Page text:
Loughborough University
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Microbubble-enhanced DBD plasma reactor for the treatment of organic suspensions

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posted on 2021-12-02, 11:38 authored by Alexander R.P. Wright
Atmospheric pressure plasmas have been applied to a multitude of liquid-based applications such as wound healing, combustion, surface cleaning and small-scale chemical processing. For most of the applications, a plasma jet placed above the liquid is favoured, that is typically supplied with argon or helium. For large-scale processes such as wastewater or biomass pretreatment, localised plasma jets become uneconomical and inefficient. In the work presented in this thesis, a novel microbubbleenhanced DBD plasma reactor is presented which allows efficient transfer of highly reactive species from the plasma to a liquid medium. This novel design allows the discharge to be formed in the immediate vicinity of the gas-liquid interface enabling effective mass transfer of short-lived species. The reactor was characterised in the first instance to evaluate and optimize its performance by varying all the input parameters. These studies include understanding the effect of the bubble size, input gas composition and input power supply. The reactive species generated in the gas phase were measured using absorption spectroscopy, and the liquid phase concentrations of the reactive species were measured using a variety of chemical probes. By modelling the reactor, a more in-depth analysis was carried out by tracking the short-lived species over a high time resolution. This led to improvements in efficiency by selecting the optimum operating conditions depending on the plasma chemistry required. As one of the key reactive species is ozone, being able to quantify this concentration in the liquid phase with both precision and accuracy is essential. This led to the development of a selective chemical probe and measurements made with this new probe were compared against existing measurement techniques. The reactor was then applied to several applications including pretreatment of lignocellulosic biomass, pretreatment of anaerobic digester feed and treatment of final wastewater effluent. Treatment of lignocellulosic biomass is often required to break apart the structure to ease the conversion of biomass feedstock to a fuel, usually facilitated by enzymes or bacteria. By treating a suspension of biomass within the reactor, the reactive species transferred to the solution attack the structure increasing the yield of either biogas or ethanol depending on the process applied. Limitations of this approach to pretreatment were identified and future improvements were suggested. When treating a solution contaminated with E. coli, the oxidative species were found to be highly effective in inactivation of the bacteria. The presence of organic matter such as humic acid can significantly reduce the inactivation rate as they consumed the reactive species with competing reactions.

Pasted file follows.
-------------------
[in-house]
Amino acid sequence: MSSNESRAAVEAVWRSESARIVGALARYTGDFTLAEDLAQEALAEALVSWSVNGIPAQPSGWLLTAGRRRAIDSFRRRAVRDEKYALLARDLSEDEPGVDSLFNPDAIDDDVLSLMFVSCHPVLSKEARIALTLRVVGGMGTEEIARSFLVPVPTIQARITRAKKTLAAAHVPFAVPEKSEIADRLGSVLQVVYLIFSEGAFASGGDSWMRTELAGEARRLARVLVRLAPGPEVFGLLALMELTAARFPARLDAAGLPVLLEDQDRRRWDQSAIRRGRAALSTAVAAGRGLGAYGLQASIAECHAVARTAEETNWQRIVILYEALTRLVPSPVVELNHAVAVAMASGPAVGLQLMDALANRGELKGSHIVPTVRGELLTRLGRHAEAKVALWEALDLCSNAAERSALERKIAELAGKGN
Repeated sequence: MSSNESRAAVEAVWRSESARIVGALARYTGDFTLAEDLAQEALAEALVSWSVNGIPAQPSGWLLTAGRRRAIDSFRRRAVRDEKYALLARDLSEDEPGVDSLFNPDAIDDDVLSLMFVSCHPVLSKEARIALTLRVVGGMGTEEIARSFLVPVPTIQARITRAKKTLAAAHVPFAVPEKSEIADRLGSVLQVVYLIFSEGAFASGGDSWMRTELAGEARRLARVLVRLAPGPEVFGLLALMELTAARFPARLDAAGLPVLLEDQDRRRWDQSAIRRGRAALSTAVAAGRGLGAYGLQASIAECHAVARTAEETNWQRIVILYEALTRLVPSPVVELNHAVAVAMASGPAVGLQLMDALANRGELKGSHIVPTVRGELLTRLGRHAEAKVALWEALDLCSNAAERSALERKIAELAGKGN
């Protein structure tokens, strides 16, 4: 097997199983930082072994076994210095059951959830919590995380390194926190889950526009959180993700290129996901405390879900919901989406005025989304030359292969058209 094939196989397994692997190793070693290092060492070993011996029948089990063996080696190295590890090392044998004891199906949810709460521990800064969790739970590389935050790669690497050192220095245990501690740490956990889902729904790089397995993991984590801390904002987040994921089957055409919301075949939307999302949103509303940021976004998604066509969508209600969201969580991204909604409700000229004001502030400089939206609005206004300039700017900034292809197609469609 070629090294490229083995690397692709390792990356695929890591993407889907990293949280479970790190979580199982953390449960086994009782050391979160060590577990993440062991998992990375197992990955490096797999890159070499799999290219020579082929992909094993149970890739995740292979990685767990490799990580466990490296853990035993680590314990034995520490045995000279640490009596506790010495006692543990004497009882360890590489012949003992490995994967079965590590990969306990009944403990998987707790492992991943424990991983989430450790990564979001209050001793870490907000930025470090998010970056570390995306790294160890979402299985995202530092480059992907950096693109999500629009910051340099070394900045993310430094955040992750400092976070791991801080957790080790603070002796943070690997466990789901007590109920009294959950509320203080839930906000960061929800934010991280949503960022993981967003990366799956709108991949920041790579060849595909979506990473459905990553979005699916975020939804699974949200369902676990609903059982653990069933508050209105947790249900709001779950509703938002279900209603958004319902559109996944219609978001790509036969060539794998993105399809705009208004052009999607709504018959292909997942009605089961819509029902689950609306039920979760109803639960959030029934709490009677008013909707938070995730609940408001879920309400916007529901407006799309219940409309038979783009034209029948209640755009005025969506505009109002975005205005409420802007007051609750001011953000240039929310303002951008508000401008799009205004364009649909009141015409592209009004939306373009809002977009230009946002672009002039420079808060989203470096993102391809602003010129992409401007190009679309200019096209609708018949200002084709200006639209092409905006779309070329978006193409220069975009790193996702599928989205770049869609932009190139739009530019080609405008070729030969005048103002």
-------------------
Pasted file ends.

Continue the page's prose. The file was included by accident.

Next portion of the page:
• Aeronautical, Automotive, Chemical and Materials Engineering


  • Chemical Engineering


Loughborough University

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© Alexander Robert Paterson Wright

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This work is made available according to the conditions of the Creative Commons Attribution-NonCommercial-NoDerivatives 4.0 International (CC BY-NC-ND 4.0) licence. Full details of this licence are available at: https://creativecommons.org/licenses/by-nc-nd/4.0/

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A Doctoral Thesis. Submitted in partial fulfilment of the requirements for the award of Doctor of Philosophy of Loughborough University.


  • en

Qualification name

  • PhD

Qualification level

  • Doctoral

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